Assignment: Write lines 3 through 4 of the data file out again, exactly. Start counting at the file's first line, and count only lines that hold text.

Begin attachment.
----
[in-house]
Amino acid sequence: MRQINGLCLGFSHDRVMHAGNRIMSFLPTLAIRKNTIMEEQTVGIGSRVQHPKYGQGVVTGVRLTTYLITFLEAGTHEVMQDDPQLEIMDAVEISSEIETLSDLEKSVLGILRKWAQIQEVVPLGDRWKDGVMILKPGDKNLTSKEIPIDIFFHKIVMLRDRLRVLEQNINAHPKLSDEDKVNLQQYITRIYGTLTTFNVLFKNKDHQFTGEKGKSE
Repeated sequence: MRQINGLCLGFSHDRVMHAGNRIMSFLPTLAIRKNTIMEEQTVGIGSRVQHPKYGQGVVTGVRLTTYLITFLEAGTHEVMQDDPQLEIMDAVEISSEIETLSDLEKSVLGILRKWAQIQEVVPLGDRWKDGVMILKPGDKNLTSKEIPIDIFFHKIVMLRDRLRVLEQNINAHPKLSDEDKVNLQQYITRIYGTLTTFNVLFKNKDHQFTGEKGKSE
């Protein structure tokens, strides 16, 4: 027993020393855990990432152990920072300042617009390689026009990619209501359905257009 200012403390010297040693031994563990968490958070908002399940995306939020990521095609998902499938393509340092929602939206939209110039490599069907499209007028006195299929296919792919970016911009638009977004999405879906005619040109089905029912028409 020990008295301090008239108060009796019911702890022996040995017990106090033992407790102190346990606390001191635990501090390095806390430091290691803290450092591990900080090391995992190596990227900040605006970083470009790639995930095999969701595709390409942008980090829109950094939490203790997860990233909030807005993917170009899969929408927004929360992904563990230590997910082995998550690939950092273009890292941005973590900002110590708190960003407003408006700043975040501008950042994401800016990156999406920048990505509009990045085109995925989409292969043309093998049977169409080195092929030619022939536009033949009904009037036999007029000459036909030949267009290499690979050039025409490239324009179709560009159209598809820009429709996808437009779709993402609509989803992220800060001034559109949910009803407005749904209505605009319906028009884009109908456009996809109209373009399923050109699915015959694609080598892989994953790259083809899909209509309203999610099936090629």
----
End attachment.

Repeated sequence: MRQINGLCLGFSHDRVMHAGNRIMSFLPTLAIRKNTIMEEQTVGIGSRVQHPKYGQGVVTGVRLTTYLITFLEAGTHEVMQDDPQLEIMDAVEISSEIETLSDLEKSVLGILRKWAQIQEVVPLGDRWKDGVMILKPGDKNLTSKEIPIDIFFHKIVMLRDRLRVLEQNINAHPKLSDEDKVNLQQYITRIYGTLTTFNVLFKNKDHQFTGEKGKSE
């Protein structure tokens, strides 16, 4: 027993020393855990990432152990920072300042617009390689026009990619209501359905257009 200012403390010297040693031994563990968490958070908002399940995306939020990521095609998902499938393509340092929602939206939209110039490599069907499209007028006195299929296919792919970016911009638009977004999405879906005619040109089905029912028409 020990008295301090008239108060009796019911702890022996040995017990106090033992407790102190346990606390001191635990501090390095806390430091290691803290450092591990900080090391995992190596990227900040605006970083470009790639995930095999969701595709390409942008980090829109950094939490203790997860990233909030807005993917170009899969929408927004929360992904563990230590997910082995998550690939950092273009890292941005973590900002110590708190960003407003408006700043975040501008950042994401800016990156999406920048990505509009990045085109995925989409292969043309093998049977169409080195092929030619022939536009033949009904009037036999007029000459036909030949267009290499690979050039025409490239324009179709560009159209598809820009429709996808437009779709993402609509989803992220800060001034559109949910009803407005749904209505605009319906028009884009109908456009996809109209373009399923050109699915015959694609080598892989994953790259083809899909209509309203999610099936090629």